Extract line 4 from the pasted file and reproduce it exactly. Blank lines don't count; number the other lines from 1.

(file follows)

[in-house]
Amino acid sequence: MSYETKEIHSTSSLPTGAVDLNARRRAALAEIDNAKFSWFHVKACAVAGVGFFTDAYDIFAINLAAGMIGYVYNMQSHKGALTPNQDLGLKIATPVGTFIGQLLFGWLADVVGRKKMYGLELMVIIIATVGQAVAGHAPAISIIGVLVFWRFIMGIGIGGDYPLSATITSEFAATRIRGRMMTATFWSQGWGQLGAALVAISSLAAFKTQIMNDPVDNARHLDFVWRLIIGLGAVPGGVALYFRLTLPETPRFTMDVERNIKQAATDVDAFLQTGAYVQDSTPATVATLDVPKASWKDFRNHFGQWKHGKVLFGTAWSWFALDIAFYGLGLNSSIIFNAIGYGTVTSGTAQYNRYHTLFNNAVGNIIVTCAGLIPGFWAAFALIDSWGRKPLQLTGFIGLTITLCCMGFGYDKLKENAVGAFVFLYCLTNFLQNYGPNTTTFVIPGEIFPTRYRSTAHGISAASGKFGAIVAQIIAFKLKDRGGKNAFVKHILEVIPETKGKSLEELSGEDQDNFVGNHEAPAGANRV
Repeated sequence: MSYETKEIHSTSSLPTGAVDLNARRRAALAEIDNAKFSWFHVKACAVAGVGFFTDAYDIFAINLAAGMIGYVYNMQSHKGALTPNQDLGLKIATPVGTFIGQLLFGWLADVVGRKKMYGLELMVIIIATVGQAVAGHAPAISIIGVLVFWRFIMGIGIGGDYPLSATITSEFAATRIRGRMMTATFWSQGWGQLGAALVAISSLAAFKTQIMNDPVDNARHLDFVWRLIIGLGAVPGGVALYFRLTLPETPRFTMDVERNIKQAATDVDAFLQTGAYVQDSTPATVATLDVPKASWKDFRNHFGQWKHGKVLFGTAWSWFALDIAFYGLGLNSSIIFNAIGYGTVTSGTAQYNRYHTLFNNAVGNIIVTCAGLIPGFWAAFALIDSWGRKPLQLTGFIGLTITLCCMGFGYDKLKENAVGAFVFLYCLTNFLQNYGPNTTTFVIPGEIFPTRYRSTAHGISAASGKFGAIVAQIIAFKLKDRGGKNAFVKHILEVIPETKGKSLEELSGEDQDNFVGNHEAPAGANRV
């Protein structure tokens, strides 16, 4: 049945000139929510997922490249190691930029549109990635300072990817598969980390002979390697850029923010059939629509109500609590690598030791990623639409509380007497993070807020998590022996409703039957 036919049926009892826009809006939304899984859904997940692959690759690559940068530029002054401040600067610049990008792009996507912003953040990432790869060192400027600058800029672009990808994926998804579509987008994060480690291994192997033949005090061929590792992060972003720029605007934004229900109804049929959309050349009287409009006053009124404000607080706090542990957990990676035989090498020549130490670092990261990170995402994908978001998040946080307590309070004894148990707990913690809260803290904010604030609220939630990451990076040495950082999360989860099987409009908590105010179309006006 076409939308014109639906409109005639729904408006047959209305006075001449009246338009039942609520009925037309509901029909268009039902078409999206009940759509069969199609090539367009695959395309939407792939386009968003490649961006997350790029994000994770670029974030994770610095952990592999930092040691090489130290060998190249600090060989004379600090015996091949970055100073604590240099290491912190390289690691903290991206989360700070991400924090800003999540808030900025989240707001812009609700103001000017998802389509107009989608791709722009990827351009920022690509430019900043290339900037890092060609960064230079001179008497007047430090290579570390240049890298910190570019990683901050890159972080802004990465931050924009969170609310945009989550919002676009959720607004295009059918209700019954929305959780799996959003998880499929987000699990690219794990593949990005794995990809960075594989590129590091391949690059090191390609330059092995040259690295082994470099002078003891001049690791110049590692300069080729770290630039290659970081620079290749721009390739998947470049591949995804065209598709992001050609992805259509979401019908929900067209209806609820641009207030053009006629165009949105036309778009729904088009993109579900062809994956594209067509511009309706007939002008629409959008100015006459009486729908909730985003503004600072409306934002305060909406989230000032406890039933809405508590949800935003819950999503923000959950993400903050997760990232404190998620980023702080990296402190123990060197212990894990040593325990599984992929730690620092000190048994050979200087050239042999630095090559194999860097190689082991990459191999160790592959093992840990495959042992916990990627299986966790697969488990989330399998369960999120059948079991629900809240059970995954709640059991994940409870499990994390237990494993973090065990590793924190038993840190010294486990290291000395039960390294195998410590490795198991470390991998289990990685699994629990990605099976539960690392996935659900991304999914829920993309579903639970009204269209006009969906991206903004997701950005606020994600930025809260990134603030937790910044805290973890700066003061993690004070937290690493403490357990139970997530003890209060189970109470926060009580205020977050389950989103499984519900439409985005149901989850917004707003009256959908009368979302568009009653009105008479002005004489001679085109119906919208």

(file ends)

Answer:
């Protein structure tokens, strides 16, 4: 049945000139929510997922490249190691930029549109990635300072990817598969980390002979390697850029923010059939629509109500609590690598030791990623639409509380007497993070807020998590022996409703039957 036919049926009892826009809006939304899984859904997940692959690759690559940068530029002054401040600067610049990008792009996507912003953040990432790869060192400027600058800029672009990808994926998804579509987008994060480690291994192997033949005090061929590792992060972003720029605007934004229900109804049929959309050349009287409009006053009124404000607080706090542990957990990676035989090498020549130490670092990261990170995402994908978001998040946080307590309070004894148990707990913690809260803290904010604030609220939630990451990076040495950082999360989860099987409009908590105010179309006006 076409939308014109639906409109005639729904408006047959209305006075001449009246338009039942609520009925037309509901029909268009039902078409999206009940759509069969199609090539367009695959395309939407792939386009968003490649961006997350790029994000994770670029974030994770610095952990592999930092040691090489130290060998190249600090060989004379600090015996091949970055100073604590240099290491912190390289690691903290991206989360700070991400924090800003999540808030900025989240707001812009609700103001000017998802389509107009989608791709722009990827351009920022690509430019900043290339900037890092060609960064230079001179008497007047430090290579570390240049890298910190570019990683901050890159972080802004990465931050924009969170609310945009989550919002676009959720607004295009059918209700019954929305959780799996959003998880499929987000699990690219794990593949990005794995990809960075594989590129590091391949690059090191390609330059092995040259690295082994470099002078003891001049690791110049590692300069080729770290630039290659970081620079290749721009390739998947470049591949995804065209598709992001050609992805259509979401019908929900067209209806609820641009207030053009006629165009949105036309778009729904088009993109579900062809994956594209067509511009309706007939002008629409959008100015006459009486729908909730985003503004600072409306934002305060909406989230000032406890039933809405508590949800935003819950999503923000959950993400903050997760990232404190998620980023702080990296402190123990060197212990894990040593325990599984992929730690620092000190048994050979200087050239042999630095090559194999860097190689082991990459191999160790592959093992840990495959042992916990990627299986966790697969488990989330399998369960999120059948079991629900809240059970995954709640059991994940409870499990994390237990494993973090065990590793924190038993840190010294486990290291000395039960390294195998410590490795198991470390991998289990990685699994629990990605099976539960690392996935659900991304999914829920993309579903639970009204269209006009969906991206903004997701950005606020994600930025809260990134603030937790910044805290973890700066003061993690004070937290690493403490357990139970997530003890209060189970109470926060009580205020977050389950989103499984519900439409985005149901989850917004707003009256959908009368979302568009009653009105008479002005004489001679085109119906919208």